On Friday, the 13 victims between the ages of 2 and 29 sat for a private performance by Grammy-winning cellist Yo-Yo Ma at the Corona Regional Center, where they’re known as the “Magnificent 13.” According to local paper the Press-Enterprise, some are learning to play the guitar as part of their recovery at the center.
“We’re enormously thankful to Yo-Yo Ma for coming and sharing his love of music,” Linda Pearson, marketing director at the center, tells Yahoo Lifestyle. “He was very inspiring.”
In January, authorities found the extremely malnourished siblings “shackled to their beds with chains and padlocks in dark and foul-smelling surroundings” in their Perris home after their 17-year-old sister had climbed out the window and called 911. Parents David Allen Turpin, 57, and Louise Anna Turpin, 49, pled not guilty to charges of cruelty to a child; torture, abuse of a dependent adult; child abuse or neglect; and false imprisonment, per CBS News.
According to the American Music Therapy Association, music therapy emerged in the 20th century after musicians visited World War I and World War II veterans who had suffered emotional and physical trauma. After patients responded positively to the music, colleges began adopting the study of music therapy, and the profession took off.
The healing effects of music have also been studied in laboratories with research pointing to music as a method for lowering the physiological response to stress, inducing relaxation, and boosting mood.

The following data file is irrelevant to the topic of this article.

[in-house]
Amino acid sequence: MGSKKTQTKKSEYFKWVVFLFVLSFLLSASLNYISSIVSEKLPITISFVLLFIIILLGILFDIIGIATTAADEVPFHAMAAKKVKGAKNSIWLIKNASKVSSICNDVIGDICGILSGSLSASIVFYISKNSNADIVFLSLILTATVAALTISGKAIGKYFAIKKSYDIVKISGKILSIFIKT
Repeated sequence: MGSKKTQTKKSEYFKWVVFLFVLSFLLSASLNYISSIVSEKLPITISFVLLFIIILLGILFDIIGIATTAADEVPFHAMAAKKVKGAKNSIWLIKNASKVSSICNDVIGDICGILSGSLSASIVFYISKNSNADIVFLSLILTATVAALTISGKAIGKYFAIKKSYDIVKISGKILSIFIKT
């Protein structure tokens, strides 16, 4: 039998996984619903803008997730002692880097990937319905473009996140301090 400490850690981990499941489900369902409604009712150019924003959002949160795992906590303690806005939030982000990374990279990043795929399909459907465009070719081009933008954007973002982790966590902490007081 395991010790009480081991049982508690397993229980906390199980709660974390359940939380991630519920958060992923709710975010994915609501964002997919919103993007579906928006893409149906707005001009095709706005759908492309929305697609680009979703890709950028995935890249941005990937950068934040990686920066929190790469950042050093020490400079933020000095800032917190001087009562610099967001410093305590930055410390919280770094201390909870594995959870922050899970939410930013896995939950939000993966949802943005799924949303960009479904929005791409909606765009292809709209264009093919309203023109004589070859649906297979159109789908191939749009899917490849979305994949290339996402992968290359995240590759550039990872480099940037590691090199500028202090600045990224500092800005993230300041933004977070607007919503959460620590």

“We use music in our personal lives to help us work, relax, or sleep, but music therapy is applying the scientific effects of music on the brain and using it to process feelings or work through trauma,” Julie Guy, a board-certified music therapist at the Music Therapy Center of California, tells Yahoo Lifestyle.
“Music triggers the brain’s limbic system which is the control center for all our emotions,” she adds. “MRI studies have shown listening to or watching music lights up the entire area like a Christmas tree.” What’s more, the brain stores music appreciation separately, in what scientists call an “independent memory for music.”
“That’s why hospice patients with dementia are able to hum melodies or recall musical lyrics,” says Guy, “and why we teach children the ABCs with a song.”
Music therapy is especially useful to teens and kids, including those with autism, who may not be able to express their feelings verbally.
For people who have undergone trauma, there are a variety of ways to heal through music. “We may do a lyric analysis intervention where we study the meaning behind a certain song and discuss how it relates to a person’s life,” says Guy. “The patient could also write or improvise a song or play an instrument that gives them a nonverbal voice.”
One of the biggest misconceptions about music therapy is that it centers solely around classical music. “The reality is, music therapy will only work if a patient enjoys the song,” says Guy. “That could be through Beethoven or Metallica.”
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